"The owners of the Los Angeles Dodgers have reached an agreement to buy a stake in the Oklahoma City RedHawks, and the team will change its Triple-A affiliation to Oklahoma City next year. The agreement announced Wednesday is part of a partnership in which Peter Guber will be executive chairman and managing director of the RedHawks, and partners Paul Schaeffer and Larry Freedman will manage the company's operations. The trio have held similar roles as principals with Mandalay Baseball Properties LLC."

- Associated Press, 9/17/2014

"When [Mandalay Baseball Properties] were selling the team and came to us where [the Dodgers] could own our Triple-A affiliate in a spectacular major league market, which is what Oklahoma City is now, that was too good an opportunity to pass up. This is a vibrant market we couldn't pass up."

- Peter Guber, 9/17/2014


After Peter Guber joined the Guggenheim Baseball Management bid to purchase the Dodgers in 2012, it dawned on the parties involved that it made sense for the Dodgers to establish a minor league affiliation with the Oklahoma City RedHawks, a Triple A team that Mandalay Baseball Properties - of which Guber was a principal - owned. After all, why maintain an affiliation with an independently-owned ball club like the Albuquerque Isotopes when you could bring ownership of your top tier minor league team in-house? Which is why in September of 2014 - as existing affiliation agreements between the Dodgers and Albuquerque Isotopes, as well as the Texas Rangers and RedHawks, were set to expire - Guber, Paul Schaeffer, and Larry Freedman of Mandalay Baseball Properties entered into an agreement to create a new ownership group for the Pacific Coast League franchise in partnership with the Los Angeles Dodgers. The RedHawks were subsequently rebranded as the Oklahoma City Dodgers.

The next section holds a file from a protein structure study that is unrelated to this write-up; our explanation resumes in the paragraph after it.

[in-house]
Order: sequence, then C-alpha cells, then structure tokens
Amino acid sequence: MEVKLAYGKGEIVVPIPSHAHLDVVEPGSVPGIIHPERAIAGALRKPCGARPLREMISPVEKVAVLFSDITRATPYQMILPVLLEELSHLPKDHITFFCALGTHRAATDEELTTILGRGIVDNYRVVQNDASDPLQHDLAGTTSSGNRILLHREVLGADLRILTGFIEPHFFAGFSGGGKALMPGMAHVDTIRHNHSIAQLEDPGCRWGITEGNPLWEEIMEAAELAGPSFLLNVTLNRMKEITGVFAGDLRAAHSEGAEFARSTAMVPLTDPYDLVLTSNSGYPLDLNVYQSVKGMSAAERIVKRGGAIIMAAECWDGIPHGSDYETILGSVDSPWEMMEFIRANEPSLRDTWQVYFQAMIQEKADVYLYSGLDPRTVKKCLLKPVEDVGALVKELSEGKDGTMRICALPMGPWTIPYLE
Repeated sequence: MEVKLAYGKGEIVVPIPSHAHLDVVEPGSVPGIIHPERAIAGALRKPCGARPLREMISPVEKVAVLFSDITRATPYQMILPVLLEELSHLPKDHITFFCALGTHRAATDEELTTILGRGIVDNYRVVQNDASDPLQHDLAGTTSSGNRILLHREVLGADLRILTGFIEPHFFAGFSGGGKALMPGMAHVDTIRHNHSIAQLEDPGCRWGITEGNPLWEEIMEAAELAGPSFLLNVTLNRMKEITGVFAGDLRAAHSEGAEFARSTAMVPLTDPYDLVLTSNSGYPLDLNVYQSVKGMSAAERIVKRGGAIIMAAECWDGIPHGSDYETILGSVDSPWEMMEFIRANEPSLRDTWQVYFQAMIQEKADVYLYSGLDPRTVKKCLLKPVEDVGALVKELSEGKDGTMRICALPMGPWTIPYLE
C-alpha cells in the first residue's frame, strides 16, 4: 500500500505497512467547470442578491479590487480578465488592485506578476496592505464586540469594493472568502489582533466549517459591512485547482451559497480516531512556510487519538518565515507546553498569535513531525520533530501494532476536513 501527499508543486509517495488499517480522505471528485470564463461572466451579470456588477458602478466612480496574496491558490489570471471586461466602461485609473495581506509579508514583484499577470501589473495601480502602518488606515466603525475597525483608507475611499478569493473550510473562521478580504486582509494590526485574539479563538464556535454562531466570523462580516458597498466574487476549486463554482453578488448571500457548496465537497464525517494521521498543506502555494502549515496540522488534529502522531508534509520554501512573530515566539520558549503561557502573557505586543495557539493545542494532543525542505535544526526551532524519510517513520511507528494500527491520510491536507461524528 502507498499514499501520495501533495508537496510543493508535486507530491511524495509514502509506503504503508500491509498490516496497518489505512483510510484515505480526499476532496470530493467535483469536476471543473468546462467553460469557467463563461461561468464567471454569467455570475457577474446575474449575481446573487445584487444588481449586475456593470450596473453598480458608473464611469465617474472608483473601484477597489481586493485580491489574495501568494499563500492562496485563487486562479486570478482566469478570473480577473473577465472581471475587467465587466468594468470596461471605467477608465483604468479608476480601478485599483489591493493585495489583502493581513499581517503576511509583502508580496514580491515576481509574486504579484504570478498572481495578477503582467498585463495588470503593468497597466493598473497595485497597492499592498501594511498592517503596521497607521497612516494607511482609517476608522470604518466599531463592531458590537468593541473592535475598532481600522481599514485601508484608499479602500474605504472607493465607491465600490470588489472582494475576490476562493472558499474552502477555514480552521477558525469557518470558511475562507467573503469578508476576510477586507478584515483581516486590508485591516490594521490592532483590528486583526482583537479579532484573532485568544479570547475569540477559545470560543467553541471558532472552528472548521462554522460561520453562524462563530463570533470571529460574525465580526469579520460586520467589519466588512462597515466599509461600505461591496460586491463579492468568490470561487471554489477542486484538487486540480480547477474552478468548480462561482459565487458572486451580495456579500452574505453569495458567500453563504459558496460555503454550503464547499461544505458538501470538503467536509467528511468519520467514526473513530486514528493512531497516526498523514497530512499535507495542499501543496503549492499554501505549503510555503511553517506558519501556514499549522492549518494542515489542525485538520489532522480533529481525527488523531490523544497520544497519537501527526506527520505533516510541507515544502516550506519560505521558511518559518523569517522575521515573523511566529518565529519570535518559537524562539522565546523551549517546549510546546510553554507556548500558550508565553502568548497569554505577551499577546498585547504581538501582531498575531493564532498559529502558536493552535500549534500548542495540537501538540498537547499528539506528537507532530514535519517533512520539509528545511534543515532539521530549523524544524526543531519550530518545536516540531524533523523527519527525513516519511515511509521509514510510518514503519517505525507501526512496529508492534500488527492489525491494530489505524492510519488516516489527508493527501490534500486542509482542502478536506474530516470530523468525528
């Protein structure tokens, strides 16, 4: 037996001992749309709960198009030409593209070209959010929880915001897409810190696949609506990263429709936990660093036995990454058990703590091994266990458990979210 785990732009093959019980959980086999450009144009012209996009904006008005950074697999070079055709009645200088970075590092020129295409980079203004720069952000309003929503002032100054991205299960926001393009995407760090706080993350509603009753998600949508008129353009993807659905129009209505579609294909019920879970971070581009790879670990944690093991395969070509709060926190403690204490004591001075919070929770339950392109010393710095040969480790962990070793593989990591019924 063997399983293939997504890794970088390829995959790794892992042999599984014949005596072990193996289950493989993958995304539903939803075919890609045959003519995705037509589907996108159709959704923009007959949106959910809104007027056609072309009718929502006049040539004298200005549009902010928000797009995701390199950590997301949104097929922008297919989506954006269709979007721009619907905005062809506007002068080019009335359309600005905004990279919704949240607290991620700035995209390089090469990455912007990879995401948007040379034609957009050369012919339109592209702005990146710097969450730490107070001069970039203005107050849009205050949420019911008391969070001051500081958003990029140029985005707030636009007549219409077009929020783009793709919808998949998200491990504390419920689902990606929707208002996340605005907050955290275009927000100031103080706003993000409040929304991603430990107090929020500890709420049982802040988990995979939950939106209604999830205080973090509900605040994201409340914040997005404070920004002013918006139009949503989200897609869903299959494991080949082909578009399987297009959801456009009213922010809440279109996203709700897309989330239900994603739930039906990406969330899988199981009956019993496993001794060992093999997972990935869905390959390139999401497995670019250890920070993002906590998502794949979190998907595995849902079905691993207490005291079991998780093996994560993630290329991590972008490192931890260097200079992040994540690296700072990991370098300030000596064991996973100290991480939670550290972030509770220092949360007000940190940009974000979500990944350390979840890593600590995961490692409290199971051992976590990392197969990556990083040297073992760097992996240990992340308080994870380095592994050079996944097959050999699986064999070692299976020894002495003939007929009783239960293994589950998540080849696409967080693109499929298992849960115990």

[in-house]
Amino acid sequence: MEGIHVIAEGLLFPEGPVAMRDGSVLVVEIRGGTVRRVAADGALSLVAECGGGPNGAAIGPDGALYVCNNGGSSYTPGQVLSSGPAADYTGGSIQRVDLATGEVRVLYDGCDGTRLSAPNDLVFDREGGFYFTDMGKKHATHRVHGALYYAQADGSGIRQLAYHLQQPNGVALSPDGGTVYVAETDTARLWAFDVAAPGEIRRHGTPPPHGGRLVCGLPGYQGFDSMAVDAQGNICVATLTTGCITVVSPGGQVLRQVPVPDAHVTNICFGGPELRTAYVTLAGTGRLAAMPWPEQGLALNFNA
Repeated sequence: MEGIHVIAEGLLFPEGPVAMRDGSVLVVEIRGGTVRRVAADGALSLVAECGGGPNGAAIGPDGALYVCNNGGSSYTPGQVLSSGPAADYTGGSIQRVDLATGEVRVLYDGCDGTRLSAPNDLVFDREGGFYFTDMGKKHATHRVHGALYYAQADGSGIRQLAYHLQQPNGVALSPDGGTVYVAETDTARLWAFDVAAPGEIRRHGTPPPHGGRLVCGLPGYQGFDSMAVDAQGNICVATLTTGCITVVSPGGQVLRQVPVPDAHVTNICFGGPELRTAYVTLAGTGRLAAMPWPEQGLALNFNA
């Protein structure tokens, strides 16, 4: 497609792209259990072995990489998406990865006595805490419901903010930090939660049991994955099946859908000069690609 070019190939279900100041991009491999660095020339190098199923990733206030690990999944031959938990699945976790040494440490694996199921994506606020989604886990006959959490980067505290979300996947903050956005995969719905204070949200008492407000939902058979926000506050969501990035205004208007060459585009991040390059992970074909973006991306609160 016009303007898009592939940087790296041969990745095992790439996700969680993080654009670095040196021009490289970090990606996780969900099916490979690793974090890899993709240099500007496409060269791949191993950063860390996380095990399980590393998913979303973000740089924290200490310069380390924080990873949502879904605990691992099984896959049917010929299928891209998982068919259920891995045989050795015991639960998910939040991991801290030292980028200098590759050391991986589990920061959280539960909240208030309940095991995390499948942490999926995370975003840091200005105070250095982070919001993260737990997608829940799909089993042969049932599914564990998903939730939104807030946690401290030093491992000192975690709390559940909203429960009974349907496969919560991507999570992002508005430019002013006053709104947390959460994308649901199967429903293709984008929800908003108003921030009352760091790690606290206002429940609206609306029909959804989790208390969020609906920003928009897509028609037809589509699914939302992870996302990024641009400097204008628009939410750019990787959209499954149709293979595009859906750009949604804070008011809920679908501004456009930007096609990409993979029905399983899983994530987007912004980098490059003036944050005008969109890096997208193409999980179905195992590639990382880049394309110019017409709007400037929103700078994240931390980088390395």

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Does anyone know if there is/was a public link to the assessment of MILB ballparks?  I'm curious to see how some were judged and which outliers could be on the outs.

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Facility-wise, I don't see how the Boise Hawks remain in the conversation for securing a newly-elevated High A Northwest League team. Memorial Stadium is a laggard amongst affiliated minor league ballparks when it comes to the quality of player development facilities... and it's not even close. Now, to be sure, the majority of the Northwest League's venues are wanting when it comes to measuring up to the better Carolina League and Midwest League ballparks with regard to player development facilities. Hillsboro's Ron Tonkin Field is currently the class of the NWL when it comes to such amenities... and it's on par with Midwest League stadia that are in danger of not making the cut. Still, Memorial Stadium would be looking up at all of the other NWL ballparks in such regards. In fact, most of the Appalachian League and New York-Penn League facilities that have been given the boot from affiliated minor league ball had better player development-related amenities than Memorial Stadium. Additionally, Boise is the geographic outlier when it comes to the NWL's footprint. Unless someone has offered to write an awfully big check for upgrades and guarantee that they'll be in place pretty damned quick, I just don't get it.